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Photos: Doug Aitken's Station to Station Stops By Los Angeles

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It's the whistle-stop tour, re-imagined. Throughout September, California artist Doug Aitken has been travelling the country on a train packed with artists and musicians, traversing the country between the continental cultural bookends of California and New York. In cities ranging from Chicago to Winslow, Arizona, Aitken's Station to Station crew has been performing concerts, featuring the likes of Italo-disco innovator Giorgio Moroder, Jackson Browne and L.A. noiseniks No Age, and presenting art and video installations too.

On the train, the artists and musicians collaborated on works and created material that was inspired by their cross-country excursion. Musicians, after all, are experts at creating on the move, cramped bunks and close quarters are the most fertile ground for these wandering souls. This week the train rolled into Los Angeles, and set up shop at Union Station, where Beck, No Age, and community-oriented, electronic artist Dan Deacon performed last night. Yurts speckled the courtyard, providing experiences ranging from Urs Fischer's mirror-walled Lothario lounge to a felt-covered labyrinth only navigable by spelunking headlamps. Aitken was the alchemist behind it all, facilitating the introductions between the creatives whose interactions catalyze something new. His real artform is coordinating the conditions for creativity; he connects imaginations and stands back to witness the results.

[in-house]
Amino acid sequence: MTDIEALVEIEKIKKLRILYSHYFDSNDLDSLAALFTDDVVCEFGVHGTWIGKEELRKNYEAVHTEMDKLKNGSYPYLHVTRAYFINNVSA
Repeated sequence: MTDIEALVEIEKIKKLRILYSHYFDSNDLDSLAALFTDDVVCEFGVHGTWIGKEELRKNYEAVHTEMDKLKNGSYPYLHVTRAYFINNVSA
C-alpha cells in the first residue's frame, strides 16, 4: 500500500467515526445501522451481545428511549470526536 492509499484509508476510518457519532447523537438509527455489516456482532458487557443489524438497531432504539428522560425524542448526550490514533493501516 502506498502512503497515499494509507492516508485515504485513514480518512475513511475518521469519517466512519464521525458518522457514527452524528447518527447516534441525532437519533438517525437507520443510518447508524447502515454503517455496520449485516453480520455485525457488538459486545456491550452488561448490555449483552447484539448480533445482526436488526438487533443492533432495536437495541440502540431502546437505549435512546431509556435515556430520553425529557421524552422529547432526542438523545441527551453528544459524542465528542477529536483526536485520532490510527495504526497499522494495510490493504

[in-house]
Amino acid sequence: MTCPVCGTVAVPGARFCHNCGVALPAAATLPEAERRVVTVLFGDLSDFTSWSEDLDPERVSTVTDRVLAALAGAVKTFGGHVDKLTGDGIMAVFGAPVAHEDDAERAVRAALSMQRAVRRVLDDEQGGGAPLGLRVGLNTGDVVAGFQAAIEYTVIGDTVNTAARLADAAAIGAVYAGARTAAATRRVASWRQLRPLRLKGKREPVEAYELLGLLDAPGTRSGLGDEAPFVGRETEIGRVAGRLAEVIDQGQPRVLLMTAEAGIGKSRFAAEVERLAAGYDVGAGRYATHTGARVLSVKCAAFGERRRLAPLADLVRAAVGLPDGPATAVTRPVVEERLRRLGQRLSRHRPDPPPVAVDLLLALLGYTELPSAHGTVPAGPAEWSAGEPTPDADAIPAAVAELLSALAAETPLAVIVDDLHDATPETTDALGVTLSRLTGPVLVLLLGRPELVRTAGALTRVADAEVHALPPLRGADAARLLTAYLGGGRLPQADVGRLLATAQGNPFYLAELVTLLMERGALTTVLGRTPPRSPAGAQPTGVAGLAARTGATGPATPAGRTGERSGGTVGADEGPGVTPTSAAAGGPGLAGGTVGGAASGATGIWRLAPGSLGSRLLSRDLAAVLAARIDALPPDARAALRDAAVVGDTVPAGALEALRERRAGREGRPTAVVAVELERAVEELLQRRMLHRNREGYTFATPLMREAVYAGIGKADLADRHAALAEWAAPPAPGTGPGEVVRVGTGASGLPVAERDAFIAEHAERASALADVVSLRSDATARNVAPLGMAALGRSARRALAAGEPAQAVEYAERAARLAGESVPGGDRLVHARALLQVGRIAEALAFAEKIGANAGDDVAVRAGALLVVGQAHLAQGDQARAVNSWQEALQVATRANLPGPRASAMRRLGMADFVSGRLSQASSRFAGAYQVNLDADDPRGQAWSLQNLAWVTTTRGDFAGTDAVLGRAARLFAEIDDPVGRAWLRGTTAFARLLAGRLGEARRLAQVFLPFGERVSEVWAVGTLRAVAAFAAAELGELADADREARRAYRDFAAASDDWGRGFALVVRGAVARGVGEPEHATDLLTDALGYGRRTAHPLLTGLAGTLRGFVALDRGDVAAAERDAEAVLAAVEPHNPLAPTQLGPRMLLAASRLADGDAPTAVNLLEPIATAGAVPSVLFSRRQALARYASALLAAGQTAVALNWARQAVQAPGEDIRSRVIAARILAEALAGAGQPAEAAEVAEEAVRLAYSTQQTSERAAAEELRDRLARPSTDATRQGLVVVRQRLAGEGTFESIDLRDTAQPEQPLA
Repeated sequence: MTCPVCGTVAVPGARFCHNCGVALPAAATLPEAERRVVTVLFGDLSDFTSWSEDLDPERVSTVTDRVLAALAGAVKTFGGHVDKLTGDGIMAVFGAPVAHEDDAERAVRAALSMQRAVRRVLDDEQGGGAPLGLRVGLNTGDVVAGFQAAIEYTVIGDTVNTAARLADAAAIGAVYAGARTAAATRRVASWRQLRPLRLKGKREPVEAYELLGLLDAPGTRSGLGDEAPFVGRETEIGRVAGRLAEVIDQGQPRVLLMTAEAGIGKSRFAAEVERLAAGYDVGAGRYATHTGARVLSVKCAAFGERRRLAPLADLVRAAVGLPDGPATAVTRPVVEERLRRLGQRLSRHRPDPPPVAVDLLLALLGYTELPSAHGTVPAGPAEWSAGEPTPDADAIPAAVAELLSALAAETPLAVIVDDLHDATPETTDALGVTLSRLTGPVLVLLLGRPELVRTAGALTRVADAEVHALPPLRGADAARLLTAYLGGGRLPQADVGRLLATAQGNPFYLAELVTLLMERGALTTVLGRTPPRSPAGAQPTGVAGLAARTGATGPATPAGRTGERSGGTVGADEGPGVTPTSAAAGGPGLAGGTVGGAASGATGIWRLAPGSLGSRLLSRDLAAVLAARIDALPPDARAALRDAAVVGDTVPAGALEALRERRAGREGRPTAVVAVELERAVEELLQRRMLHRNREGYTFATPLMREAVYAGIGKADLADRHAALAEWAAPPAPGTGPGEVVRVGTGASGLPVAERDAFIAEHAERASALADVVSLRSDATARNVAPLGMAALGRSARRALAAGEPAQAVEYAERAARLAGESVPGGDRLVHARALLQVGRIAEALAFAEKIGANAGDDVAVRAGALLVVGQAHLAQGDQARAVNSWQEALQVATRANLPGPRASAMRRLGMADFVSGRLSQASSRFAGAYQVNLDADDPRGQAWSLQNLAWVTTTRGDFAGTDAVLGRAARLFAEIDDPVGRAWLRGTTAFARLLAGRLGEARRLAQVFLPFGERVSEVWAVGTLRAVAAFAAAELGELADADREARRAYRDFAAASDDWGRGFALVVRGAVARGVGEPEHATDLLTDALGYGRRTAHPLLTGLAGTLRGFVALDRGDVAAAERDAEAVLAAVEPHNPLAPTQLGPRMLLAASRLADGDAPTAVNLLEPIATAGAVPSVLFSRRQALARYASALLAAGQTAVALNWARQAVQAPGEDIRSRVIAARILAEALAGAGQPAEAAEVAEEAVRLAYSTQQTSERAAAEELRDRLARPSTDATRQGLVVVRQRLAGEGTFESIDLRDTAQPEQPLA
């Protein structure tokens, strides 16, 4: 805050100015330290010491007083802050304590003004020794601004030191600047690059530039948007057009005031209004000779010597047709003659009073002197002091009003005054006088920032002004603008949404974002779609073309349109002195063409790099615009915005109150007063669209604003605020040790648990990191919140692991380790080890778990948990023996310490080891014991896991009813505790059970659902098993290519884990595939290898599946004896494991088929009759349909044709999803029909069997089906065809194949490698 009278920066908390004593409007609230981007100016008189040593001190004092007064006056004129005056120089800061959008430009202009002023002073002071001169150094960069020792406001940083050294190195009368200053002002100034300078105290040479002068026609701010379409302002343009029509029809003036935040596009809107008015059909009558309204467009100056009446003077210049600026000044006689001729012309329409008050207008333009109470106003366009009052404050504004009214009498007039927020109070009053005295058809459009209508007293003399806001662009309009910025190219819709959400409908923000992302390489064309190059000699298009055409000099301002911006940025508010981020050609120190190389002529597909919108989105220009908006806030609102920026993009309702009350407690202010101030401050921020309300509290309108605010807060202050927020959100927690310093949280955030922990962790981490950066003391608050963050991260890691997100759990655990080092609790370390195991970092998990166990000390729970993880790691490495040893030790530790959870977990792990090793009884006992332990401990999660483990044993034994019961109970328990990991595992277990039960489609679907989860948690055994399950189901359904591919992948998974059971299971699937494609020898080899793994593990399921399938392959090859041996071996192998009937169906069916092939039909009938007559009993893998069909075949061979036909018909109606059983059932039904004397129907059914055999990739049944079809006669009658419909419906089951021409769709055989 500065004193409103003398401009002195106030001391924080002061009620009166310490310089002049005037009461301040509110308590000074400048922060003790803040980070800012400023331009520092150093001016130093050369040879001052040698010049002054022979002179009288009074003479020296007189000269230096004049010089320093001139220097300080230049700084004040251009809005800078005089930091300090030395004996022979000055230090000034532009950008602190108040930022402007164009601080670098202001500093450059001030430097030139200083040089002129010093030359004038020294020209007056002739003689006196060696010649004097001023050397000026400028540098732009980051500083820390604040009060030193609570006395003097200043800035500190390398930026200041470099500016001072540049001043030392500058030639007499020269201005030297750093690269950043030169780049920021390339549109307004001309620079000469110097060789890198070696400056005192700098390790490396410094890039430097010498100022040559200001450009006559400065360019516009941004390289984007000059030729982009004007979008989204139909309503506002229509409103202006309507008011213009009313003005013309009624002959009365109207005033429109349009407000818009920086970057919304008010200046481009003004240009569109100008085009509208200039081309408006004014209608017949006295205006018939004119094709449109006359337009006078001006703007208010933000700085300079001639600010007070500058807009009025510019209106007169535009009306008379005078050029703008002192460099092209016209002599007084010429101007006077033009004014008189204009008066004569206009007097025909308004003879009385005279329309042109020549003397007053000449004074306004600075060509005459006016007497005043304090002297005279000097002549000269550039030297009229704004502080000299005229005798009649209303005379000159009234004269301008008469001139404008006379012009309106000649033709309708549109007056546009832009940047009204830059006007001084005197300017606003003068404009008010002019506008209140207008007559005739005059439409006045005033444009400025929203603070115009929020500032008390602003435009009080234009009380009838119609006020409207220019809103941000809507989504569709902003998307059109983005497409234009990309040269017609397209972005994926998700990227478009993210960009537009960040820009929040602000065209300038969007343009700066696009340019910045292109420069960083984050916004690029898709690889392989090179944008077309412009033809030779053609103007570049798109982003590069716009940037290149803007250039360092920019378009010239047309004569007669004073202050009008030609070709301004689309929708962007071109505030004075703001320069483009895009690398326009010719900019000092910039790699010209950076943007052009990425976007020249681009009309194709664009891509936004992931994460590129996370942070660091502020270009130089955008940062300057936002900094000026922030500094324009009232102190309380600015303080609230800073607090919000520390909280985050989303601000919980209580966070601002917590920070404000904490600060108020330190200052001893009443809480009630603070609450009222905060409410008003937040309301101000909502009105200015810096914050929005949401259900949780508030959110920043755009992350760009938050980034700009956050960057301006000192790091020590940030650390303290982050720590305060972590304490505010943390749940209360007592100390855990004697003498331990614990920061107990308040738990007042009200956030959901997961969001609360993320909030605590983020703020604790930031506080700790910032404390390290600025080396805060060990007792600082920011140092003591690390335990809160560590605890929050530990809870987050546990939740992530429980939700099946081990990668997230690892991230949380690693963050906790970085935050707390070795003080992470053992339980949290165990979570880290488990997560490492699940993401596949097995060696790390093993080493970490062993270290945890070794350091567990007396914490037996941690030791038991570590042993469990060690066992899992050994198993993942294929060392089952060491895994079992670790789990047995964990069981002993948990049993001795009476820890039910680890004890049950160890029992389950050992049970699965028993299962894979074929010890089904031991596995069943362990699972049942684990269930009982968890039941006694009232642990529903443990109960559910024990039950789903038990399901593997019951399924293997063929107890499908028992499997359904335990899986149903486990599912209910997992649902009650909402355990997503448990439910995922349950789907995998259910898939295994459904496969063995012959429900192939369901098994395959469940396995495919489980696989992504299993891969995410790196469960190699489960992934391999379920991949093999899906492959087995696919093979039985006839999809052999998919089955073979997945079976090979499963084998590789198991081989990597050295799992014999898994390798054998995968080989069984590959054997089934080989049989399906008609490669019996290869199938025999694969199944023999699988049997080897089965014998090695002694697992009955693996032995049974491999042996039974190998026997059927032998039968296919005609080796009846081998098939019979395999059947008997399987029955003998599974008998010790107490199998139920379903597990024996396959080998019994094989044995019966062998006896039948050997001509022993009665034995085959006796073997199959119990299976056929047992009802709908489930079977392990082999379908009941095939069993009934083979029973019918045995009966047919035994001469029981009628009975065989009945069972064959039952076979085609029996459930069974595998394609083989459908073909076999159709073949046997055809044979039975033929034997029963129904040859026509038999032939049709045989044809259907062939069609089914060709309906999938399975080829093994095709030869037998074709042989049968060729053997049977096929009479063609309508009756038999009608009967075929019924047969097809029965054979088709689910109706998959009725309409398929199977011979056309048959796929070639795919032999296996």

The train was the muse for the public too, it was the prime mover in the generation of new online content, manifesting as blog posts, Instagram photos, and Facebook and Twitter updates, that reflected a fleeting experience would only exist in reality once, but will live forever in the digital reverberations. On the macro view, social media is the collective consciousness, of how we are and, often, the personae we want to be. At its best, social media is a collective diary that we write together.

In Los Angeles, we've recently witnessed two moments that created a similar digital ripple effect on the public as well: The moving of Michael Heizer's rock to the Los Angeles County Museum of Art and the relocating of the Endeavor space shuttle to the California Science Museum. Both moments acted as a reshifting of a city's focal point to a new nomadic center in decentralized mass of the Los Angeles megalopolis. These mass public events drew together people from many neighborhoods who were unified in a communal experience. Aitken's event was a bit different; it was magnetic North for arts and music enthusiasts, who then overlapped with the every day people of Union Station: weary eyed travelers, heartbroken lovers seeing saying goodbye for the last time, and excited families welcoming home distant relatives. Aitken created a social sculpture, an ephemeral happening that appeared and disappeared in an instant.

For a moment, Union Station became the heart of Los Angeles again, the pulmonary organ to which all arterial transit systems flowed. The art and music showcased was less about the individual pieces and instead created the Station itself into an art piece. In the way that art becomes art when you put a frame around something special, Aitken's event was the frame to reconsider Union Station. In the negative space between Beck's songs, Union Station became the star, a figure-ground shift that realigned from the man, and choir on stage, to the building itself: those flying saucer light fixtures hovering overhead, the ornate woodwork, and the elaborate tile-work whose through-line traces back to Mexican haciendas then to Spanish estates and finally to North African mosques. As the headliner, Beck was an apt representation of one possible trajectory of Los Angeles youth. While Beck performed a harmonica-howling rendition of his one of his oldest songs, from the album "One Foot in the Grave," for a moment, we witnessed the same man who once crashed on couches and performed acoustic shows in living rooms as a North East Los Angeles teenager. He told of his own memories of Union Station, about waiting for trains as a listless youth.

Travel, of course, becomes a greater metaphor for life, and our own journeys: sometimes you catch the train, and sometimes you miss it, but the station always lives on.

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